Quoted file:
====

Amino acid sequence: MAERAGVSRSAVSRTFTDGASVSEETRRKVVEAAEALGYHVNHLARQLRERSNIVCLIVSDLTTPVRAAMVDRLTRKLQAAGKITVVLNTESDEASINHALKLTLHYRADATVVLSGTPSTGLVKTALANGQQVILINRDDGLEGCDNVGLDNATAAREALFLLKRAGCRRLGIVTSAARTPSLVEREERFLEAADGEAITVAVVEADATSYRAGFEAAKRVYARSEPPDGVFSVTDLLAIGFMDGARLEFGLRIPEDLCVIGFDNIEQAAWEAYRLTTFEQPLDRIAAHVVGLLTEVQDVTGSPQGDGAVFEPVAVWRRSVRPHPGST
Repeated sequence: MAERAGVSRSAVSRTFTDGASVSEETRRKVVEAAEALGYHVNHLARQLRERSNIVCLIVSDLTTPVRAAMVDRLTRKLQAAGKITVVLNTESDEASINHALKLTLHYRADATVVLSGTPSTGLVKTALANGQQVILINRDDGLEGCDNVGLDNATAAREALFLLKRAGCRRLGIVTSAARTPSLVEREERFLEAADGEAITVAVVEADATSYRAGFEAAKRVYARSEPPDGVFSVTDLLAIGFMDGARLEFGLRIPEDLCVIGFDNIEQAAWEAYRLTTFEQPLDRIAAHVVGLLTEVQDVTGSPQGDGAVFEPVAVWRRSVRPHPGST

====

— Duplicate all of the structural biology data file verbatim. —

Amino acid sequence: MAERAGVSRSAVSRTFTDGASVSEETRRKVVEAAEALGYHVNHLARQLRERSNIVCLIVSDLTTPVRAAMVDRLTRKLQAAGKITVVLNTESDEASINHALKLTLHYRADATVVLSGTPSTGLVKTALANGQQVILINRDDGLEGCDNVGLDNATAAREALFLLKRAGCRRLGIVTSAARTPSLVEREERFLEAADGEAITVAVVEADATSYRAGFEAAKRVYARSEPPDGVFSVTDLLAIGFMDGARLEFGLRIPEDLCVIGFDNIEQAAWEAYRLTTFEQPLDRIAAHVVGLLTEVQDVTGSPQGDGAVFEPVAVWRRSVRPHPGST
Repeated sequence: MAERAGVSRSAVSRTFTDGASVSEETRRKVVEAAEALGYHVNHLARQLRERSNIVCLIVSDLTTPVRAAMVDRLTRKLQAAGKITVVLNTESDEASINHALKLTLHYRADATVVLSGTPSTGLVKTALANGQQVILINRDDGLEGCDNVGLDNATAAREALFLLKRAGCRRLGIVTSAARTPSLVEREERFLEAADGEAITVAVVEADATSYRAGFEAAKRVYARSEPPDGVFSVTDLLAIGFMDGARLEFGLRIPEDLCVIGFDNIEQAAWEAYRLTTFEQPLDRIAAHVVGLLTEVQDVTGSPQGDGAVFEPVAVWRRSVRPHPGST